When you or I watch these competitions, we quickly intuit what we see, based on previous knowledge of what jumping means and what poles are. If we haven’t seen a particular sport previously, we use contextual clues within the images, listen more carefully to the announcers to get more information, or research the topic outside of the viewing experience. A machine vision system doesn’t have these resources. Instead, it must be trained to pull information from the raw images themselves, and until now most researchers used algorithms based on probability theory – if one pixel moves from point A to point B, what is the probability that it is part of a representation of a human performing a motion?

Without any prior information available to it, a machine vision system detects a pole vaulter going through a performance while ignoring background noise such as the spectators, other athletes and judges. Courtesy of Pattern Analysis & Applications.

Ramasso’s group eschewed versions of probability theory to derive a more robust way to get a computer to differentiate between a high jump and a pole vault. Instead, the team members used an analytical system called transferable belief modeling (TBM), which assigns values to pixels, then processes these values in a way that approximates how a person will intuit a possible future action rather than base every decision on the flip of a coin.

According to Ramasso, now an assistant professor at FEMTO-ST in Besançon, France, TBM enables automatic detection of human behaviors in videos, even given continuous and blurred aspects of typical motions as well as the “noise” from background motions, such as from crowds in stadiums or from other track athletes or judges.

“The transferable belief model is able to model any type of knowledge with prior [information], and this is very interesting in many applications,” he said. “Analyzing videos with TBM is promising since sometimes we have knowledge about the videos and sometimes not; mixing both is easy with TBM but more complicated with probability. TBM can process probability, but not the reverse.”

Pacing the cell

Deep inside the mall shopper, the pole vaulter and everyone else travel the cells that are the building blocks of all life. Cell biologists of all disciplines study the structures – from blood corpuscles to neurons to tumors – to elucidate what makes them work and what makes them stop working normally, leading to disease and death.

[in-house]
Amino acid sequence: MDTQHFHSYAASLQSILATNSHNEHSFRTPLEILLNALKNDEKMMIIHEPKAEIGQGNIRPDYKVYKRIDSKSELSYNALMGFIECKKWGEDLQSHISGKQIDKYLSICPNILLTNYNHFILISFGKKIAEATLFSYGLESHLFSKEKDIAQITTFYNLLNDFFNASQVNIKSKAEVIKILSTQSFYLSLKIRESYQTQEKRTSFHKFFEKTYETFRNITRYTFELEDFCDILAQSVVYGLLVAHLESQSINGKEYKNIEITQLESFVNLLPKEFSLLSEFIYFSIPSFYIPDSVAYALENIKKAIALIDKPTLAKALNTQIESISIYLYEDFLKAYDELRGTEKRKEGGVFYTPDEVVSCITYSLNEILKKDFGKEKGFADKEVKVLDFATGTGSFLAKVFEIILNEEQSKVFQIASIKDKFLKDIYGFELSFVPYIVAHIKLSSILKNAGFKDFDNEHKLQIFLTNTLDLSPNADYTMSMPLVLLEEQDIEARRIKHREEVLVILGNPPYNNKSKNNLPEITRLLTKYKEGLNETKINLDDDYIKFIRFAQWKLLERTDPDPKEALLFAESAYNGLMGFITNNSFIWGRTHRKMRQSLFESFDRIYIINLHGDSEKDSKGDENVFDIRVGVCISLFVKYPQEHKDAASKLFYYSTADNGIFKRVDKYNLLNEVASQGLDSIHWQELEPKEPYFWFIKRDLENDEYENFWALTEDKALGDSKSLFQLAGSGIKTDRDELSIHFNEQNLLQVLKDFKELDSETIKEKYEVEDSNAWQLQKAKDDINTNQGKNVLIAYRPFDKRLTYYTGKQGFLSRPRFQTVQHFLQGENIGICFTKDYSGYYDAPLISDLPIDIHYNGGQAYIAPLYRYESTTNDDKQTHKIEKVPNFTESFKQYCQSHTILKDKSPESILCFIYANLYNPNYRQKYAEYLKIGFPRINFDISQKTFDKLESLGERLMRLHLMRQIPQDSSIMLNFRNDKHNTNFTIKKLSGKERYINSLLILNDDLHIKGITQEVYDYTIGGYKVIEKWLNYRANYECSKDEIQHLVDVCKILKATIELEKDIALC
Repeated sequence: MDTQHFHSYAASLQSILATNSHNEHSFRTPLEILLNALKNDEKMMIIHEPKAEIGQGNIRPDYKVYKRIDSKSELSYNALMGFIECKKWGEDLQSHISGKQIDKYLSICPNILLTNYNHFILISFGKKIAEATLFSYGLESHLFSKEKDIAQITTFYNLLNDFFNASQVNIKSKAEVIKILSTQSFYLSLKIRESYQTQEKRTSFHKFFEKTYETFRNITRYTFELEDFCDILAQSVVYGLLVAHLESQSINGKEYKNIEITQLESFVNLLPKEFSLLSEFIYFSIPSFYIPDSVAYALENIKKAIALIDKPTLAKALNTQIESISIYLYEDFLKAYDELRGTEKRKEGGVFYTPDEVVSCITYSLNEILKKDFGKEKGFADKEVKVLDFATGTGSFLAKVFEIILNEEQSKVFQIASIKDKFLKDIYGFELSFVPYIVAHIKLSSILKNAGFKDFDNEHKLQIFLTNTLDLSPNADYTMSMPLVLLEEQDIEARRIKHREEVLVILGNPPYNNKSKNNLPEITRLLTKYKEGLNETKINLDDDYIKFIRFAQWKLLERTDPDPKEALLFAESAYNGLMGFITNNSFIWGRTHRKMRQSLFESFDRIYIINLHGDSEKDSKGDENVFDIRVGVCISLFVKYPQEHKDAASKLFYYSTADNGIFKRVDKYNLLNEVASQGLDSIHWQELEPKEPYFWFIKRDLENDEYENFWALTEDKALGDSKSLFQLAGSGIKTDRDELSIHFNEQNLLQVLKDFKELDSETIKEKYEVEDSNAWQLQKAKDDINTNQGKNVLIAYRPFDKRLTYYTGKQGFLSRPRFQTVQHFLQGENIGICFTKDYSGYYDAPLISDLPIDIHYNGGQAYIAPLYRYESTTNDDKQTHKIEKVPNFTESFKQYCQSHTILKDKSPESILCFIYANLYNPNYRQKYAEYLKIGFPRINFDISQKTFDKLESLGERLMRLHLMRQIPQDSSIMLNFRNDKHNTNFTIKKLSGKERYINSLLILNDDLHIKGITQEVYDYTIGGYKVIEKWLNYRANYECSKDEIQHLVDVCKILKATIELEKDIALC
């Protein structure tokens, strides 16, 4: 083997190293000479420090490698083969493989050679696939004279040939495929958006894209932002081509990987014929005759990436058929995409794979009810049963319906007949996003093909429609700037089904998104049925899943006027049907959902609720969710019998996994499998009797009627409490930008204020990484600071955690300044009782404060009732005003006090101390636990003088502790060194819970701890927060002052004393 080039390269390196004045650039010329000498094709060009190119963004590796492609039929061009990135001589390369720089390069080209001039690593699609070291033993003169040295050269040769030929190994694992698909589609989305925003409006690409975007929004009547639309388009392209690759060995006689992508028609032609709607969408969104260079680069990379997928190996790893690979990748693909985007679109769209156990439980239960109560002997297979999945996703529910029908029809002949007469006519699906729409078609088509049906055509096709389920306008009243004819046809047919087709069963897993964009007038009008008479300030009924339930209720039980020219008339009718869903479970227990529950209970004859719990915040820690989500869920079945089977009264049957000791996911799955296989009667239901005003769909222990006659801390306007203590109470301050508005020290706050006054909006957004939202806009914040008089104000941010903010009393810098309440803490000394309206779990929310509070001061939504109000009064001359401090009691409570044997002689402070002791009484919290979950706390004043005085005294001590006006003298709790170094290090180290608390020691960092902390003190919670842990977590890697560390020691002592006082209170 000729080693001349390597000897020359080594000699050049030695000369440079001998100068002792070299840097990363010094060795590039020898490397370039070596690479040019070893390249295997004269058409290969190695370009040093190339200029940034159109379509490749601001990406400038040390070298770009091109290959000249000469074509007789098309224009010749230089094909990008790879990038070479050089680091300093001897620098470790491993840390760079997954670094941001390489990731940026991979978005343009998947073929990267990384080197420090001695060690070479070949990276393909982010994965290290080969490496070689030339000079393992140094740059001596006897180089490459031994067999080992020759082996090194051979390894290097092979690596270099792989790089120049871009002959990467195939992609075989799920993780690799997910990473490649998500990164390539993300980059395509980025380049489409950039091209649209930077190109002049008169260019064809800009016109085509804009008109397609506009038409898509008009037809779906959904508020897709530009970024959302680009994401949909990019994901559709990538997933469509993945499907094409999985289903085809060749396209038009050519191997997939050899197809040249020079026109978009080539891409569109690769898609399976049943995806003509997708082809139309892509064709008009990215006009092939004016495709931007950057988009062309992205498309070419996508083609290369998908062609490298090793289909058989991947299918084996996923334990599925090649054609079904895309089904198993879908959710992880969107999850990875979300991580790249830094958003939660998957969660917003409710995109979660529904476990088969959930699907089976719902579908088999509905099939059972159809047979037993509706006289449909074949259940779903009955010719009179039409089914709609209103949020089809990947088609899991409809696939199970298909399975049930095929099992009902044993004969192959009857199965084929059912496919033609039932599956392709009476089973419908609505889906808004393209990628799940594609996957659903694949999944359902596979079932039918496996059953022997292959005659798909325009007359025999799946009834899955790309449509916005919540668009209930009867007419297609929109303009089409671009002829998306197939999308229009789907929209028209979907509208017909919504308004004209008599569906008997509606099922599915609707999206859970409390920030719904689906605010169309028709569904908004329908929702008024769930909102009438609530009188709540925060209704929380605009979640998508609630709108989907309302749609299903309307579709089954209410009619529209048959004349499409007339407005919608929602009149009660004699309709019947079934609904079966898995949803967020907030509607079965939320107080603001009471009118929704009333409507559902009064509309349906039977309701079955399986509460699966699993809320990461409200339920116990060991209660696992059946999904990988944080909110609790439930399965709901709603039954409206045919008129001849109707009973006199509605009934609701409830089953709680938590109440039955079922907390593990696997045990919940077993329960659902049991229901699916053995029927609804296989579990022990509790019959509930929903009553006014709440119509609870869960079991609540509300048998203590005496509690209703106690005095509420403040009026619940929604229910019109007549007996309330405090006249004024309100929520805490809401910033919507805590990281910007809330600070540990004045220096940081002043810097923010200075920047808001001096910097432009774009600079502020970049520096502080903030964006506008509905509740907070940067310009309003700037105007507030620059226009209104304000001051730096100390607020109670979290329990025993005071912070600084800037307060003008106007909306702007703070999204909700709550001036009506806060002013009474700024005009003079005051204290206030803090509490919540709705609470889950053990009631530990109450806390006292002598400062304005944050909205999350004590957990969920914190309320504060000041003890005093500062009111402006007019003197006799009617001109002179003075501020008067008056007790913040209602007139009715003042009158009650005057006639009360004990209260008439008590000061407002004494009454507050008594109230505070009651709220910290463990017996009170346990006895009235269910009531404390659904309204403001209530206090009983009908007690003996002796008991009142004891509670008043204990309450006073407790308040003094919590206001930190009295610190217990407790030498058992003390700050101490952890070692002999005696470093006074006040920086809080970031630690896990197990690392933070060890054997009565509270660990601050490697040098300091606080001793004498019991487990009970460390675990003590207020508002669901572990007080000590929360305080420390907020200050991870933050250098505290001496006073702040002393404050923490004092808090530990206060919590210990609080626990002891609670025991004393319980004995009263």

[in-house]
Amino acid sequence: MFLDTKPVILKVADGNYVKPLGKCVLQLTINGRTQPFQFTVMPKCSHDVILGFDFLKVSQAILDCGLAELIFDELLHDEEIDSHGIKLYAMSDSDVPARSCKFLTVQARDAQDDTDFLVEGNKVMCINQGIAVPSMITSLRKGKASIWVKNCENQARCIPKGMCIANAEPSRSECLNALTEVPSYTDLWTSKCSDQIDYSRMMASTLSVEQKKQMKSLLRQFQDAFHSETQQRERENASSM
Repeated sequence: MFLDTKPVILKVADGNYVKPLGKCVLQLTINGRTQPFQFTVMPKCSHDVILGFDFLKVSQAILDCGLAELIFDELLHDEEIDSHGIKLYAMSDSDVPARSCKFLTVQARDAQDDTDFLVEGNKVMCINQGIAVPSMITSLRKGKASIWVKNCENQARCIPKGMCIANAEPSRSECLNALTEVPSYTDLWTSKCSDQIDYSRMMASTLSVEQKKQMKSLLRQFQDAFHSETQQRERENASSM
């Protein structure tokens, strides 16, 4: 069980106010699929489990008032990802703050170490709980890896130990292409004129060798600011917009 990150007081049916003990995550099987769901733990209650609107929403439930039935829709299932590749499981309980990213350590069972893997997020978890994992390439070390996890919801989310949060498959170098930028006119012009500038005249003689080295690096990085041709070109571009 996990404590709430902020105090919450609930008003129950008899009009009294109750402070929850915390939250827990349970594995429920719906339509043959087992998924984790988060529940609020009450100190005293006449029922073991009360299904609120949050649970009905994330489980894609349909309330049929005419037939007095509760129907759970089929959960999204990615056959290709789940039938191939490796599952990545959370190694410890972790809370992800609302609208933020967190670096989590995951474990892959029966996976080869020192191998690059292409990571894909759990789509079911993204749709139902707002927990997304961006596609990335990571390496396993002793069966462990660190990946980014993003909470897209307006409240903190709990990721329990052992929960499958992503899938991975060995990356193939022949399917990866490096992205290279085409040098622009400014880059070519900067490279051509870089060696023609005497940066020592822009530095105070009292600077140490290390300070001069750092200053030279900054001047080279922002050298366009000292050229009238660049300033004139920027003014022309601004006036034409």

Open source software can track the natural movement of cells, providing a glimpse of the biological mechanisms leading to cancer and other diseases. Courtesy of Ahmet Sacan, Middle East Technical University, Ankara, Turkey.

Cell motility, as such movement is commonly called, is an essential part of many biological processes, according to Ahmet Sacan of Middle East Technical University back in Ankara.

“There is a growing interest in the analysis of cell motility as a diagnostic tool, especially in the areas of inflammatory disease and cancer metastasis,” he said.

While a visiting scholar at Ohio State University in Columbus, Sacan was astonished that his colleague Huseyin Coskun had to manually annotate sequential images of his subjects (amoeboids). Sacan decided to develop cell-tracking software that would help not just Coskun but other researchers as well.

Existing algorithms follow the movements of cells through a fluid by finding their outlines and identifying them in subsequent frames of a micrographic movie. Sacan says that this method leaves out important information. CellTrack, an open source program developed by Sacan, Coskun and their colleague Hakan Ferhatosmanoglu of Ohio State’s department of computer science and engineering, also tracks changes in the arrangement of a cell’s internal components and in deformations of the cell’s surface.

“Deviations from normal behavior are often characterized in terms of the cell’s velocity, trajectory and shape deformation during its movement,” Sacan said. He added that changes in these features can act as predictors of metabolic processes, such as inflammatory cell recruitment or cellular reactions to environmental cues.

As described in the July 15, 2008 issue of Bioinformatics, the software uses template matching and continuously adaptive mean shifting as its primary tracking methods. With the former algorithm, a cell in one frame is searched for in the next by identifying its outline in the first frame, sliding a copy onto the next frame and searching for the closest match. In the latter, the program finds the center of the cell in the second frame by using a back-projection of a histogram generated from the first frame. Template matching is most useful for tracking translational motion; continuously adaptive mean shifting can track rotational motion as well.

The researcher made the program open source so that cell scientists could quickly add features suited to their own work.

“There are a number of extensions that we are planning to implement,” Sacan said. “My future research in cell tracking is being shaped through collaboration with other groups to address specific research problems.”